Former New Orleans Pelicans interim GM Danny Ferry, left, and Pelicans coach Alvin Gentry in February. (Matthew Hinton/Associated Press)

As the Wizards continued their search for a new president of basketball operations this week, former Georgetown coach John Thompson Jr. defended Danny Ferry, one of three remaining candidates to replace Ernie Grunfeld, against those who have stigmatized the former DeMatha and Duke star for an incident that happened five years ago.

“I am sick and tired of being sick and tired of what I’m hearing people refer to Danny Ferry as if he’s a racist,” Thompson told The Team 980′s Rick “Doc” Walker during an interview Tuesday. “That is the biggest bunch of bullcrap — and if we weren’t on the air, I would say bull-s — that I have ever heard.”

The 77-year-old Thompson offered his unprompted, passionate defense of Ferry in the middle of an unrelated discussion about the NBA playoffs.

Ferry was dismissed as general manager of the Atlanta Hawks in June 2015, nine months after reports surfaced that he read racially insensitive comments written by a scout about free agent Luol Deng during a conference call with team executives.

“I’ve been around him and I know” he’s not a racist, Thompson said of Ferry. “I’m sick of these people, that when somebody says something, it’s interpreted conveniently for people who dislike him to start labeling him. There’s enough sick racists on the planet than to call this boy a racist, and he absolutely is not. Anybody who knows me knows I am racially conscientious, and if I thought he was [a racist], I would say that, but that is the meanest thing that I have heard.”

Thompson, whose own show on The Team 980 ended in February 2012 after a 13-year run, said he still listened to the station regularly and felt compelled to stick up for Ferry after hearing people suggest the Atlanta incident could impact his Wizards’ candidacy.

Ferry, whose father, Bob, was general manager of the Bullets when the franchise won its only NBA title in 1978, is one of three remaining candidates for the Wizards job after Tim Connelly declined an offer from Wizards majority owner Ted Leonsis and elected to remain with the Denver Nuggets over the weekend. Ferry conducted a second interview with the Wizards last week. Oklahoma City Thunder vice president Troy Weaver and Tommy Sheppard, who has been handling the Wizards’ day-to-day operations since Grunfeld was dismissed on April 2, are also in the running.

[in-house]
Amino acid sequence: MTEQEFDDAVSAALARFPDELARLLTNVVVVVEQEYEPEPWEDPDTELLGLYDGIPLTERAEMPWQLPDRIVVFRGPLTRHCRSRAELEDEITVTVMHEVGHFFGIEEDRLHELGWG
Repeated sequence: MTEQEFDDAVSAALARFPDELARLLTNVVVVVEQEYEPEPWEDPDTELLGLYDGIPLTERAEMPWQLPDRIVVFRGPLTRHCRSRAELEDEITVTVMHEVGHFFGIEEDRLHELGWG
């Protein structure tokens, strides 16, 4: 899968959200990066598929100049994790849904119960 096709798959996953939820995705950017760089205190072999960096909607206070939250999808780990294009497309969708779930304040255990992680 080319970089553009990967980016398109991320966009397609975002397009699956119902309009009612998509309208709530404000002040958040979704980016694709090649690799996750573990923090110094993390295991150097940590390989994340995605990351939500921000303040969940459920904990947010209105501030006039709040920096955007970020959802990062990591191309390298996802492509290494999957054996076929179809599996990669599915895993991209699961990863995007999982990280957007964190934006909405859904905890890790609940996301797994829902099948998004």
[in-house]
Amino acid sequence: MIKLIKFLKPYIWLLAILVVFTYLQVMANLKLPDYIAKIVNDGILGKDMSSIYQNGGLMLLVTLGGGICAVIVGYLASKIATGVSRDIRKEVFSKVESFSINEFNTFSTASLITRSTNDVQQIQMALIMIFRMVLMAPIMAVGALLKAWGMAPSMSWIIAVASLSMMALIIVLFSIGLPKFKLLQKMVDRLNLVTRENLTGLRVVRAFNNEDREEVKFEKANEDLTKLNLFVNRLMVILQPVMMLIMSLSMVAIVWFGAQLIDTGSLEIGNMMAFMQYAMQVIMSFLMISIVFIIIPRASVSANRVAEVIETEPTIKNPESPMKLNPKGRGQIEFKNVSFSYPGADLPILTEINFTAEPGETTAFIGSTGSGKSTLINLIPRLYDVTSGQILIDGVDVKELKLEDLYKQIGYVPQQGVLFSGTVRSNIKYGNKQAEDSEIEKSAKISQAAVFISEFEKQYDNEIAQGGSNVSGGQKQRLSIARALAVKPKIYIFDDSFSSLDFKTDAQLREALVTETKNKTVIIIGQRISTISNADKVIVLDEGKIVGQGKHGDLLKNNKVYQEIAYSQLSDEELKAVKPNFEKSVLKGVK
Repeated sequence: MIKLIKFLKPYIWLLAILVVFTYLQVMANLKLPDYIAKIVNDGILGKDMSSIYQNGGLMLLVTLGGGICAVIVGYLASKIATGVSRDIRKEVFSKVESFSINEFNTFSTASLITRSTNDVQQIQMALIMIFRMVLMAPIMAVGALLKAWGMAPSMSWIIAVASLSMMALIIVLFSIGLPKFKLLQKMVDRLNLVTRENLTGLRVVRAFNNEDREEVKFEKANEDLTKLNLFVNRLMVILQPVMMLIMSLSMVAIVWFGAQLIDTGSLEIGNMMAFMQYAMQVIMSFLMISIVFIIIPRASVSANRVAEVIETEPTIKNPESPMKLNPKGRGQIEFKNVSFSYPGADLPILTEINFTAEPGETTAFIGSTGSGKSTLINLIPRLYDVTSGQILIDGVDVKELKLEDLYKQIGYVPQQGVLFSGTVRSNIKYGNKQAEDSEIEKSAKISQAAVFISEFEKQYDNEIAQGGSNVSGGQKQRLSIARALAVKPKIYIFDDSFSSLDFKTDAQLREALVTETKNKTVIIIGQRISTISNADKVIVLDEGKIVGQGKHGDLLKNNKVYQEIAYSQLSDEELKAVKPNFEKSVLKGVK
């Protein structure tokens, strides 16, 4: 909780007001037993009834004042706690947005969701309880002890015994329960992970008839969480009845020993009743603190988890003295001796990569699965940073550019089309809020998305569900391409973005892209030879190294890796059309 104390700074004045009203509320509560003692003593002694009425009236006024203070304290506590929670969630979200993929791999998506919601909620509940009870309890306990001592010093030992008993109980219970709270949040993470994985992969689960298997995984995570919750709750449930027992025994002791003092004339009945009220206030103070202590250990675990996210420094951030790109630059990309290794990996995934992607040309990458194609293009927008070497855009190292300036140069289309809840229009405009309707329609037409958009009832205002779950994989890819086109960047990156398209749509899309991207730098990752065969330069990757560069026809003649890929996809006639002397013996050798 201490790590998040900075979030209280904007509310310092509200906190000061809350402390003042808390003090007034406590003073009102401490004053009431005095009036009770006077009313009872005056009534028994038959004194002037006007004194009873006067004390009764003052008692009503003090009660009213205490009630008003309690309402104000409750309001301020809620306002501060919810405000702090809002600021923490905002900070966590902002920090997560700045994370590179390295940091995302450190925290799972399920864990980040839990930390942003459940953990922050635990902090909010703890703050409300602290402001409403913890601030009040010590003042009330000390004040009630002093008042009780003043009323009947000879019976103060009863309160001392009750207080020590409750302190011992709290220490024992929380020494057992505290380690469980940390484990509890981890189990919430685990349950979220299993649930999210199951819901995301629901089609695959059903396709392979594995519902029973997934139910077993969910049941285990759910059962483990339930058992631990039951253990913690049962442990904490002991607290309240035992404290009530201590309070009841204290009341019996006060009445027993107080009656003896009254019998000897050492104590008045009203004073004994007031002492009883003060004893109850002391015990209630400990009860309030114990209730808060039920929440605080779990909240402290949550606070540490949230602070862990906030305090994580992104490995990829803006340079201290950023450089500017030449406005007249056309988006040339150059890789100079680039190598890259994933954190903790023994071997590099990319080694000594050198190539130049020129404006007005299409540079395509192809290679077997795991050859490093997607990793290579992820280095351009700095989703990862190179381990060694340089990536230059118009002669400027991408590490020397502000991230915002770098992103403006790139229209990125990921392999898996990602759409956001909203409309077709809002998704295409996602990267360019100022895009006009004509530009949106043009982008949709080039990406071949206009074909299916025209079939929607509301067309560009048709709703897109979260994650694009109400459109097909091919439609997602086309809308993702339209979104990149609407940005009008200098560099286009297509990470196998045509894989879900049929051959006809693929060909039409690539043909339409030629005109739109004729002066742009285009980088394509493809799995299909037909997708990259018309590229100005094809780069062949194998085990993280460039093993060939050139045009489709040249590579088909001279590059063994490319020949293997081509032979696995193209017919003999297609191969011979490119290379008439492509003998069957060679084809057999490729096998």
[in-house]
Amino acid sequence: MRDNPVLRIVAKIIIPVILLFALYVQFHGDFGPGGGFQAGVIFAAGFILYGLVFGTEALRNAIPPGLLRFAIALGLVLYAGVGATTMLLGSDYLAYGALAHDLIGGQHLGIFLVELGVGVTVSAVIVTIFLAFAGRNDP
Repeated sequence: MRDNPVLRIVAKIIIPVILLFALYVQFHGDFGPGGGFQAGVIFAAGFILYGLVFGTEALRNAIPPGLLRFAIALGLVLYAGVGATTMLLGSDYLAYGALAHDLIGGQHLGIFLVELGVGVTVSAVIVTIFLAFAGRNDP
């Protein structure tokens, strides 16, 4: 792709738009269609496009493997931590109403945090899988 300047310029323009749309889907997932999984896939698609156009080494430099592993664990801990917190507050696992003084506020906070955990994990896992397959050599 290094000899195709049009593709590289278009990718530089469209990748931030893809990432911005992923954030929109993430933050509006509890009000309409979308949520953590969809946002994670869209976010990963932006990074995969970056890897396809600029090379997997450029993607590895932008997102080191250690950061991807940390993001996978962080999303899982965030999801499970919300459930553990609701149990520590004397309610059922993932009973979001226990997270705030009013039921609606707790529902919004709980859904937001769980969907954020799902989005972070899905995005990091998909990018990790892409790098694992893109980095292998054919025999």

“Not only would he be a hell of a general manager, but he’s a local guy who knows this area and this community,” Thompson said of Ferry, who led Duke to three Final Fours and played 13 seasons in the NBA after his standout career at DeMatha. “He’s smart as hell and he is racially sensitive. I don’t know what the hell happened to have people put that on him, but it bothers me as much as it bothers me when I hear these sanctimonious people act like they’re not [racist]. I just need to say that, and I have to apologize, because it infuriates me."

The Hawks placed Ferry on a paid leave of absence in September 2014 after his conference call comments were leaked to the media, and permanently cut ties with him when the team’s new ownership group took control in June 2015.

“He has a little African in him,” Ferry, while reading the scout’s comments, said on the conference call of Deng, a fellow former Duke star who was born in what is now South Sudan. “Not in a bad way, but he’s like a guy who would have a nice store out front but sell you counterfeit stuff out the back.”

Ferry called Deng to apologize after the incident.

“No words can adequately describe my remorse for the hurt that I have caused many people through the statements I repeated, most importantly Luol Deng,” Ferry said in a statement released by the Hawks. " . . . I apologize to Luol and I apologize to all that I have offended. As I have said, while these were not my words, I deeply regret repeating them."

Ferry joined the New Orleans Pelicans in June 2016 as a special adviser to General Manager Dell Demps and was named the team’s interim GM after Demps was fired in February. Last month, he withdrew his name for consideration as Demps’s replacement as New Orleans’ president of basketball operations.

Ferry and Thompson were two of the biggest names in Washington basketball in the early 1980s. By September of his senior year at DeMatha in 1984, Ferry had narrowed his college choices to Virginia, Duke, UNC and Maryland. Thompson, who had a reputation as a demanding coach, talked to Ferry’s dad about Danny playing for him at Georgetown, which won the national title earlier that year, but Ferry decided against it.

“Part of the reason was the same reason that I didn’t want to go to the University of Maryland: I wanted to get away from home,” Ferry told The Post in April 1985. “It never occurred to me to go [to Georgetown]. I didn’t feel my style of play would fit in there. I’d be lying to you if I said it didn’t worry me with all of the things you hear about Coach Thompson. Being the only white player on the team wouldn’t have worried me. I’ve been the only white player on a lot of teams, like in AAU. And I might have been the only white player at Maryland, too . . . I wanted to go away, but not too far away to come home.”

After his junior year at Duke, Ferry was poised to play for Thompson on the U.S. Olympic men’s basketball team at the 1988 Seoul Games, but a knee injury ended his hopes of making the squad. The following March, Ferry scored 21 points to lead Duke to an 85-77 win over Thompson’s Hoyas in the East regional final of the NCAA tournament.

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